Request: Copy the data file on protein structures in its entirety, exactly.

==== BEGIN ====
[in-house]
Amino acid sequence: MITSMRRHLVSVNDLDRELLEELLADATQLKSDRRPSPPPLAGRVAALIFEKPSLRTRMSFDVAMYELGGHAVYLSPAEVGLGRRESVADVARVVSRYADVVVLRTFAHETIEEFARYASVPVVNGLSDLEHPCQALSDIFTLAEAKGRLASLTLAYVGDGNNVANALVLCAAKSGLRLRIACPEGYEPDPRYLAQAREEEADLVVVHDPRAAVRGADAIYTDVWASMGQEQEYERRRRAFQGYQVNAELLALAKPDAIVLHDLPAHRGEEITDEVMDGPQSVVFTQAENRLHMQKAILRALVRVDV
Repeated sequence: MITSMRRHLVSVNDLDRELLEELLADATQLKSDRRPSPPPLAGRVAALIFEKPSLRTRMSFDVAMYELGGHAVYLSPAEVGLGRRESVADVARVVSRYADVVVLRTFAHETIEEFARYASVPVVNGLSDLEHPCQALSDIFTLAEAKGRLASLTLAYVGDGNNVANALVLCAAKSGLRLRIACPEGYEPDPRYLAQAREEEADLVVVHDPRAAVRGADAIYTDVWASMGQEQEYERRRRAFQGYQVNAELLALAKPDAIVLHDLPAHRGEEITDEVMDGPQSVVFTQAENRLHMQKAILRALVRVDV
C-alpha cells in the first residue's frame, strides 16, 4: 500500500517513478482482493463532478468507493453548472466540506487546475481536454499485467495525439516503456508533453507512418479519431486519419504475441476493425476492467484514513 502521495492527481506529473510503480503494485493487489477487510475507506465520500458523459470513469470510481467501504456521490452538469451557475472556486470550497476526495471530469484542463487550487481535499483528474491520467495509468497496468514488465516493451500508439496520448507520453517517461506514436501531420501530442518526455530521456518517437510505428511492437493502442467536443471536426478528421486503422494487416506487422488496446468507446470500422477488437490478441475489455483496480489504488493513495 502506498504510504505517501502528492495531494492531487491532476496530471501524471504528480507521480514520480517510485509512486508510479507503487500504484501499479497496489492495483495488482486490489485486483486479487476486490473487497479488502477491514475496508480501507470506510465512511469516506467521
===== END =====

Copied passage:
[in-house]
Amino acid sequence: MITSMRRHLVSVNDLDRELLEELLADATQLKSDRRPSPPPLAGRVAALIFEKPSLRTRMSFDVAMYELGGHAVYLSPAEVGLGRRESVADVARVVSRYADVVVLRTFAHETIEEFARYASVPVVNGLSDLEHPCQALSDIFTLAEAKGRLASLTLAYVGDGNNVANALVLCAAKSGLRLRIACPEGYEPDPRYLAQAREEEADLVVVHDPRAAVRGADAIYTDVWASMGQEQEYERRRRAFQGYQVNAELLALAKPDAIVLHDLPAHRGEEITDEVMDGPQSVVFTQAENRLHMQKAILRALVRVDV
Repeated sequence: MITSMRRHLVSVNDLDRELLEELLADATQLKSDRRPSPPPLAGRVAALIFEKPSLRTRMSFDVAMYELGGHAVYLSPAEVGLGRRESVADVARVVSRYADVVVLRTFAHETIEEFARYASVPVVNGLSDLEHPCQALSDIFTLAEAKGRLASLTLAYVGDGNNVANALVLCAAKSGLRLRIACPEGYEPDPRYLAQAREEEADLVVVHDPRAAVRGADAIYTDVWASMGQEQEYERRRRAFQGYQVNAELLALAKPDAIVLHDLPAHRGEEITDEVMDGPQSVVFTQAENRLHMQKAILRALVRVDV
C-alpha cells in the first residue's frame, strides 16, 4: 500500500517513478482482493463532478468507493453548472466540506487546475481536454499485467495525439516503456508533453507512418479519431486519419504475441476493425476492467484514513 502521495492527481506529473510503480503494485493487489477487510475507506465520500458523459470513469470510481467501504456521490452538469451557475472556486470550497476526495471530469484542463487550487481535499483528474491520467495509468497496468514488465516493451500508439496520448507520453517517461506514436501531420501530442518526455530521456518517437510505428511492437493502442467536443471536426478528421486503422494487416506487422488496446468507446470500422477488437490478441475489455483496480489504488493513495 502506498504510504505517501502528492495531494492531487491532476496530471501524471504528480507521480514520480517510485509512486508510479507503487500504484501499479497496489492495483495488482486490489485486483486479487476486490473487497479488502477491514475496508480501507470506510465512511469516506467521